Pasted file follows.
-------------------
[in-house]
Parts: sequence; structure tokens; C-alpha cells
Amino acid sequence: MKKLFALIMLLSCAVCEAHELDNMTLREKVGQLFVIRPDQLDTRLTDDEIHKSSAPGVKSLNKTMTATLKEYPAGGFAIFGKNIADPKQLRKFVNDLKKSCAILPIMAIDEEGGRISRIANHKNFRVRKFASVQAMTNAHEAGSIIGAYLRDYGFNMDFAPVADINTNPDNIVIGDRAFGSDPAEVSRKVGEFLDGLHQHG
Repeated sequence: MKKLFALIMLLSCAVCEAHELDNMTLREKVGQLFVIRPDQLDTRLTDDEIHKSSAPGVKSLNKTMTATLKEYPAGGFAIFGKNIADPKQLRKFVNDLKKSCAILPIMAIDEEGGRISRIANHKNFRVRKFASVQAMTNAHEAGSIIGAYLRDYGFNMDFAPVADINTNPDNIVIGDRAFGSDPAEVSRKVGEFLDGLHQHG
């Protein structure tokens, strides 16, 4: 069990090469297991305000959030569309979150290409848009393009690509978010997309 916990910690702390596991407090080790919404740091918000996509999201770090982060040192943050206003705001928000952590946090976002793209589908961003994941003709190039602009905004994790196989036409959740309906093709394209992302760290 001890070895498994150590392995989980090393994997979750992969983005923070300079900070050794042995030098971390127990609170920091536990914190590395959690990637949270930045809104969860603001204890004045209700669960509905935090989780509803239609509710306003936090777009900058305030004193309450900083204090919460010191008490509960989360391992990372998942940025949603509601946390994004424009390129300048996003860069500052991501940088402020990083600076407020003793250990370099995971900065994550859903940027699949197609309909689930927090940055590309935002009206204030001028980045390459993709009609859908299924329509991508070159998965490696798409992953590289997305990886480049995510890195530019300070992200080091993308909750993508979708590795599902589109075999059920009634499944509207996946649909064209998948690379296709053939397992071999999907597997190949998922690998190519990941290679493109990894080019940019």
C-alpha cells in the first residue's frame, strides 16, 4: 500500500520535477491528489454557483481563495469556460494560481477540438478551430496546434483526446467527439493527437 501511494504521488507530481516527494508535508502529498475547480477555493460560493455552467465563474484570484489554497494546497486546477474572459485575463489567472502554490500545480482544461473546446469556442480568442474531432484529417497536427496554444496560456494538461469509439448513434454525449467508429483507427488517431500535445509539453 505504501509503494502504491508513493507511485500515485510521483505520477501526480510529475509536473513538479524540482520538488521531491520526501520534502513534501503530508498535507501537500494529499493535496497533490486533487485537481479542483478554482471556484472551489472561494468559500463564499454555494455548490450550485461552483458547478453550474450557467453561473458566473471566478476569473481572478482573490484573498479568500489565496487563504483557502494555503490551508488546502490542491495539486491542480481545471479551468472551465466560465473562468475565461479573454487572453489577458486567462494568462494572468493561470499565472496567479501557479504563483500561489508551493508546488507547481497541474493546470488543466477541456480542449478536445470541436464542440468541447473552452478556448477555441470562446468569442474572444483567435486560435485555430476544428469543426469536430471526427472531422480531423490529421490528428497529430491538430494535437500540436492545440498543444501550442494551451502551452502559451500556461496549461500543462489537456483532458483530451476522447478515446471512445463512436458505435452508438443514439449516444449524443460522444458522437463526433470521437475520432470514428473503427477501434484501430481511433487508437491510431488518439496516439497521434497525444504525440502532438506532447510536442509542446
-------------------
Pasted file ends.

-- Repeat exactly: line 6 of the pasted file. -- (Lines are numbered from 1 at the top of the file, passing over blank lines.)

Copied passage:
C-alpha cells in the first residue's frame, strides 16, 4: 500500500520535477491528489454557483481563495469556460494560481477540438478551430496546434483526446467527439493527437 501511494504521488507530481516527494508535508502529498475547480477555493460560493455552467465563474484570484489554497494546497486546477474572459485575463489567472502554490500545480482544461473546446469556442480568442474531432484529417497536427496554444496560456494538461469509439448513434454525449467508429483507427488517431500535445509539453 505504501509503494502504491508513493507511485500515485510521483505520477501526480510529475509536473513538479524540482520538488521531491520526501520534502513534501503530508498535507501537500494529499493535496497533490486533487485537481479542483478554482471556484472551489472561494468559500463564499454555494455548490450550485461552483458547478453550474450557467453561473458566473471566478476569473481572478482573490484573498479568500489565496487563504483557502494555503490551508488546502490542491495539486491542480481545471479551468472551465466560465473562468475565461479573454487572453489577458486567462494568462494572468493561470499565472496567479501557479504563483500561489508551493508546488507547481497541474493546470488543466477541456480542449478536445470541436464542440468541447473552452478556448477555441470562446468569442474572444483567435486560435485555430476544428469543426469536430471526427472531422480531423490529421490528428497529430491538430494535437500540436492545440498543444501550442494551451502551452502559451500556461496549461500543462489537456483532458483530451476522447478515446471512445463512436458505435452508438443514439449516444449524443460522444458522437463526433470521437475520432470514428473503427477501434484501430481511433487508437491510431488518439496516439497521434497525444504525440502532438506532447510536442509542446